I have often wondered how Kephren stuck so assiduously to his task of documenting the daily lives of other Krystonians and decoding the manuscripts of civilizations when he could have been out
about, actually in the thick of things.
Their approach up the grassy incline did not go unnoticed. Deep within the hollow crown of a broken tree which grew apart from the forest and commanded a view bound over this sloping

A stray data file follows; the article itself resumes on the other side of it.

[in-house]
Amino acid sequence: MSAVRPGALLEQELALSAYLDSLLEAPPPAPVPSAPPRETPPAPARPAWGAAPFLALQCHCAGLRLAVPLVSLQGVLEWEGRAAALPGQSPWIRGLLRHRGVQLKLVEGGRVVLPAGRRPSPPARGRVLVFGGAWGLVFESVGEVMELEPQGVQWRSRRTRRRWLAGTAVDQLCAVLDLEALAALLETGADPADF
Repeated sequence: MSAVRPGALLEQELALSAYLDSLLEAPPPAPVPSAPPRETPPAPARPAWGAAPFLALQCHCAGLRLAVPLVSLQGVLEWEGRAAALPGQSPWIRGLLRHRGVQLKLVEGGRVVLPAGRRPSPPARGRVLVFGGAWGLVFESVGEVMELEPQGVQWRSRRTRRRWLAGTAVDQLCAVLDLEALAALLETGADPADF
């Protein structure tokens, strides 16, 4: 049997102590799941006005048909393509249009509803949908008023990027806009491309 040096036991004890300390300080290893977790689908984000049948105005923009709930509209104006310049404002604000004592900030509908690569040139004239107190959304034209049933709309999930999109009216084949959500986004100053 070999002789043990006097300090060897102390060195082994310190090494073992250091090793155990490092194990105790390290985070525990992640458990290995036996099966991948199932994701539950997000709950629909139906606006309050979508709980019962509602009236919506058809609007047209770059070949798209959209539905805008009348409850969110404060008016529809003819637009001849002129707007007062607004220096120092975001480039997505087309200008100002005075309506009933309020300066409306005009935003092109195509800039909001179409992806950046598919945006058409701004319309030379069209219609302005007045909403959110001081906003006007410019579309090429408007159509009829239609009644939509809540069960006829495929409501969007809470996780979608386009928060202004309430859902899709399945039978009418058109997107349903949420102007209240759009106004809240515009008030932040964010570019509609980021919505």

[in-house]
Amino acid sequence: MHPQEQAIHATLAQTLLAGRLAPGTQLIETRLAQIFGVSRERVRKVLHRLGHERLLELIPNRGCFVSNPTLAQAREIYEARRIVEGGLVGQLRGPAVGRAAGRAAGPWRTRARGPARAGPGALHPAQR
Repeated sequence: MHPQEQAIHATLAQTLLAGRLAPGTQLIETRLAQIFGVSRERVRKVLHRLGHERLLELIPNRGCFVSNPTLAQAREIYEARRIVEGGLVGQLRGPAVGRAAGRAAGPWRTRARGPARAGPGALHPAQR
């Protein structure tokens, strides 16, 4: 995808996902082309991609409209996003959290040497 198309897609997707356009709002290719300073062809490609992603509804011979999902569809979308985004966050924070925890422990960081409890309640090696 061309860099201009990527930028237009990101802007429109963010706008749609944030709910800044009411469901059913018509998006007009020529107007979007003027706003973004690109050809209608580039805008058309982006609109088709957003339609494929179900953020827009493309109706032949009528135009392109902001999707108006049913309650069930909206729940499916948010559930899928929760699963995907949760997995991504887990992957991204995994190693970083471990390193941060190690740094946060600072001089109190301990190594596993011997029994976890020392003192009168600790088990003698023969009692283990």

heath land, a large black bird watching through unblinking eyes.
Sometimes, when the cloud layer rode high over the distant coastal strip, the same bird had been able to mark the progress of changing weather fronts as they
moved in from the open sea and approached land. Today was such a day, but, at last, it had seen something of far greater consequence than a gathering storm. On the seventeenth morning of the bird's uncomfortable, solitary vigil, a
traveler had finally arrived . . .